Monday, March 15, 2010

Nova Scotia Trout Management - The Anglers Role

In any documents i have read about managing trout in Nova Scotia, they talk about "angler buy in". Basically it means getting the end user in the fishery involved in the process of collecting data and implementing programs. The toughest one of all comes down to finding a happy medium when it comes to creel limits.

As i mentioned before, when i was young, no one wanted to leave without "getting their limit", which was then 10 fish. Now at 5 fish, far too many fish to "get the limit". With that in mind, the limit for trout in type A waters should be reduced. Now i am not a catch and release only fisherman, but i keep in the area of three or four wild trout in a season now. One or two early season (mayfly) Brookies, and one or two sea trout in July. Everything else is released. Can the limit be reduced to one or two in Wild Trout Management or Type A waters? If they want to do it, they can. There might be backlash, but that is a necessary evil.

We as anglers can do other things on our own. Some of them very useful.

1- Set your own one or two fish limit- Have you ever thrown out a freezer burned fish? If so, you have likely been overfishing. For those who like to eat trout, and i am one, we know fresh ones are by far the best. We don't need a freezer full.

2- Barbless Hooks - With fly fishing this is, in my opinion, far less important than with live bait. Trout inhale things like worms and the hook can kill a fish before you even get a shot at releasing it by a barbed hook. A barbless hook makes a world of difference.

3- The Anglers Report Card- If you value the trout fishery in Nova Scotia, keep an accurate catch record, fill out the report card stub on your license and send it in. The more of these that Inland Fisheries receive, and the more accurate they are, the better the data is. This data can be key to identifying and planning the future of trout waters all over Nova Scotia.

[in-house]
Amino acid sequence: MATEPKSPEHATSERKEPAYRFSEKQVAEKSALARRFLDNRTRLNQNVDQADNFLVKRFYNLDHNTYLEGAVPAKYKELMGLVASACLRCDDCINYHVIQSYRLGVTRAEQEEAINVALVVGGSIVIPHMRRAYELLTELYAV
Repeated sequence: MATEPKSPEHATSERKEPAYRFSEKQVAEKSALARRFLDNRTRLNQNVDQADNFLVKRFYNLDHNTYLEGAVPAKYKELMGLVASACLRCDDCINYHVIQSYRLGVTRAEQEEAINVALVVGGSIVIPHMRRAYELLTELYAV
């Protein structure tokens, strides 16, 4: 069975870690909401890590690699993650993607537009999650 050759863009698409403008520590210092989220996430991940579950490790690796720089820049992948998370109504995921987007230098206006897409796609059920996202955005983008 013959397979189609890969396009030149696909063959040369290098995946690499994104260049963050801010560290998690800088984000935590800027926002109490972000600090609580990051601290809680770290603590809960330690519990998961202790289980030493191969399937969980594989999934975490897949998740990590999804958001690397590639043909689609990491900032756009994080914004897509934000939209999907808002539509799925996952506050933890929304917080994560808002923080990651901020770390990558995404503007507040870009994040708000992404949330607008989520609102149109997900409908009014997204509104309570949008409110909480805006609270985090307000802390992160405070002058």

I am very lucky. I fish Type A waters every year. I have a camp secluded in the middle of them. The truth is, there are a lot of them. The populations may not be what they once were, but the quality and size of fish is Trophy like for Nova Scotia. The thought of damage to these is something i don't like to think about. In the past 15 years i have changed a lot as an angler. I have done my share of damage, especially as a younger man. Now it is time to see what i can do to help. I have decided to join Trout Nova Scotia this year and try to do my small part to help control a bigger problem.

Maybe if a lot of anglers do this, the native population of Wild Brook Trout, which is a true natural treasure of Nova Scotia, can be saved and even improved. I have been asked in the past what my obsession with fishing for Brook Trout is. I never had a good answer other than i love doing it, until last year. Last year i caught a trout early in the season. Steven snapped a picture of me with it in the canoe, and it was then released. When i saw that picture it sort of hit me that i got to hold a living, breathing part of nature in my hands for a few seconds, and captured it forever in a photo. How may people really get to say that?

No comments: